Worcestershire (/ˈwʊstərʃər/ (listen) WUUS-tər-shər, /-ʃɪər/ -sheer; written abbreviation: Worcs) is a county in the West Midlands of England.

Sovereign stateUnited Kingdom
Constituent countryEngland
RegionWest Midlands
Established1 April 1998
Established byLocal Government Commission for England
Preceded byHereford and Worcester
Time zoneUTC±00:00 (Greenwich Mean Time)
  Summer (DST)UTC+01:00 (British Summer Time)
Members of Parliament
Ceremonial county
Lord LieutenantLt Col Patrick Holcroft
High SheriffEdward Holloway[1] (2019–2020)
Area1,741 km2 (672 sq mi)
  Ranked34th of 48
Population (mid-2019 est.)592,057
  Ranked38th of 48
Density340/km2 (880/sq mi)
Ethnicity92.4% White British
3.4% White Other
2.4% Asian
0.4% Black
1.4% Other/Mixed[2]
Non-metropolitan county
County councilWorcestershire County Council[3]
Admin HQWorcester
Area1,741 km2 (672 sq mi)
  Ranked22nd of 26
  Ranked21st of 26
Density342/km2 (890/sq mi)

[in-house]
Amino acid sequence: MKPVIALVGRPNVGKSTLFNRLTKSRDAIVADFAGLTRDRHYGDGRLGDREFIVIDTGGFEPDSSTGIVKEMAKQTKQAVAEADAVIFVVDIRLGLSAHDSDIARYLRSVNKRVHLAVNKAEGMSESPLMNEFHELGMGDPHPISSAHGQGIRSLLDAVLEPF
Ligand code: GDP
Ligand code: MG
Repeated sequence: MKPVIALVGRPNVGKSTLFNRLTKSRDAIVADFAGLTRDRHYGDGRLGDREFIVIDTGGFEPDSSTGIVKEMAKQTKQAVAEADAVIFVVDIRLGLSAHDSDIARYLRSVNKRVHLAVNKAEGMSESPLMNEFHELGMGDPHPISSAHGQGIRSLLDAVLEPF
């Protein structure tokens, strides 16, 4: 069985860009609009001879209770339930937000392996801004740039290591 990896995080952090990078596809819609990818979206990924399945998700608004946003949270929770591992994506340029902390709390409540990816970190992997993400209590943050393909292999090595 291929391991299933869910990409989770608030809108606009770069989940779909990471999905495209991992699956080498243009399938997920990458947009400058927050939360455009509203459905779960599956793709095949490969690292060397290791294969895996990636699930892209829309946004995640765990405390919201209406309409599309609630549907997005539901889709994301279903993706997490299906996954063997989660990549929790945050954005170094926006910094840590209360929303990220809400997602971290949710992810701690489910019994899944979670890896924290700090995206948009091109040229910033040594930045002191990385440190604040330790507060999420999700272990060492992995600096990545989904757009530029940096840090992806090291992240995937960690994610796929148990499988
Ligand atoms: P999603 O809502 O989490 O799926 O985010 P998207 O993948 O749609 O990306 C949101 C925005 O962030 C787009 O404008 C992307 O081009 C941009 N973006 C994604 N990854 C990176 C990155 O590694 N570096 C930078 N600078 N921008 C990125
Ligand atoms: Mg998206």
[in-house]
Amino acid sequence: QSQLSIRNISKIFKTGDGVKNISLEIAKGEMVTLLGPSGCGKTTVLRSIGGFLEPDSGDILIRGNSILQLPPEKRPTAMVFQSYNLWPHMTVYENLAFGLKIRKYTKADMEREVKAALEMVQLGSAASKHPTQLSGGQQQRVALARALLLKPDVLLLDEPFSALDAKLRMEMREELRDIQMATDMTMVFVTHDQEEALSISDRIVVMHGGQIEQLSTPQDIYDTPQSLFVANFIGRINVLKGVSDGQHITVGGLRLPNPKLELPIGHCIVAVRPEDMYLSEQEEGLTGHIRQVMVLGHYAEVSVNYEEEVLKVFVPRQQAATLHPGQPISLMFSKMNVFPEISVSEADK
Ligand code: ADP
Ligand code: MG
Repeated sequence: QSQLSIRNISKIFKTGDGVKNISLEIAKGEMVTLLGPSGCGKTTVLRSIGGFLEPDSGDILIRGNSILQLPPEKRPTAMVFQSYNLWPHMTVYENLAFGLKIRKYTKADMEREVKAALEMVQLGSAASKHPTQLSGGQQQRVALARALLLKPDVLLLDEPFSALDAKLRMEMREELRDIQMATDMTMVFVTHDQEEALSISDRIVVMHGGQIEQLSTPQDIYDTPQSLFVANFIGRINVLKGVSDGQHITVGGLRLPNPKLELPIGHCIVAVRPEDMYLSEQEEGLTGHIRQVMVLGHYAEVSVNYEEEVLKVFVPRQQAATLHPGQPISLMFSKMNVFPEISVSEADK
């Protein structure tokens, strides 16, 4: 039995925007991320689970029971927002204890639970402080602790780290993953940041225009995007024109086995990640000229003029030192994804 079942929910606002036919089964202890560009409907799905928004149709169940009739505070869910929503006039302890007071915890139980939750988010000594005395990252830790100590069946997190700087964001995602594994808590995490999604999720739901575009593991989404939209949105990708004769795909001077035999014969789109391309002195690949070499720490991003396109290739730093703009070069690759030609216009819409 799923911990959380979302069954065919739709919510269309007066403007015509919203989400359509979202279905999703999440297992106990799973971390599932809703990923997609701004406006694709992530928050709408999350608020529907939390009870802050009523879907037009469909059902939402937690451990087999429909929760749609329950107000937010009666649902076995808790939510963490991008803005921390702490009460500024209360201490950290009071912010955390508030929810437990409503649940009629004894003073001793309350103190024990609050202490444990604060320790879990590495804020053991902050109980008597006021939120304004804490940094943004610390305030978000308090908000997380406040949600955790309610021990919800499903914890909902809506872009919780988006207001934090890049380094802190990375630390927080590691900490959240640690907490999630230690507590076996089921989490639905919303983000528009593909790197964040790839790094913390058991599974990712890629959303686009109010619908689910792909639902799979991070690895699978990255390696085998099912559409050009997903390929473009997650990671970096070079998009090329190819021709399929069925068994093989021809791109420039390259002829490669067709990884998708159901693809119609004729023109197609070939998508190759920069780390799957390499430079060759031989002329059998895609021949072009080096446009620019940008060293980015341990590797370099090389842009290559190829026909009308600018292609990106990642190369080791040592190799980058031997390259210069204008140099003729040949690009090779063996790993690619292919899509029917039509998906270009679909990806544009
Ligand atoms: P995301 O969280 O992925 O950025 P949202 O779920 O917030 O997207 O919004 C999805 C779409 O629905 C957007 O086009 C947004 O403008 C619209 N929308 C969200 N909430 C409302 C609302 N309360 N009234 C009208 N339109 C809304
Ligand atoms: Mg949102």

ISO 3166-2GB-WOR
ONS code47
GSS codeE10000034

Districts of Worcestershire
  1. Worcester
  2. Malvern Hills
  3. Wyre Forest
  4. Bromsgrove
  5. Redditch
  6. Wychavon

The area that is now Worcestershire was absorbed into the unified Kingdom of England in 927, at which time it was constituted as a county (see History of Worcestershire). Over the centuries the county borders have been modified, but it was not until 1844 that substantial changes were made. This culminated with the abolition of Worcestershire in 1974 with its northern area becoming part of the West Midlands and the rest part of the county of Hereford and Worcester. However, in 1998 the county of Hereford and Worcester was abolished and Worcestershire was reconstituted without the northern area, which was ceded to the West Midlands.

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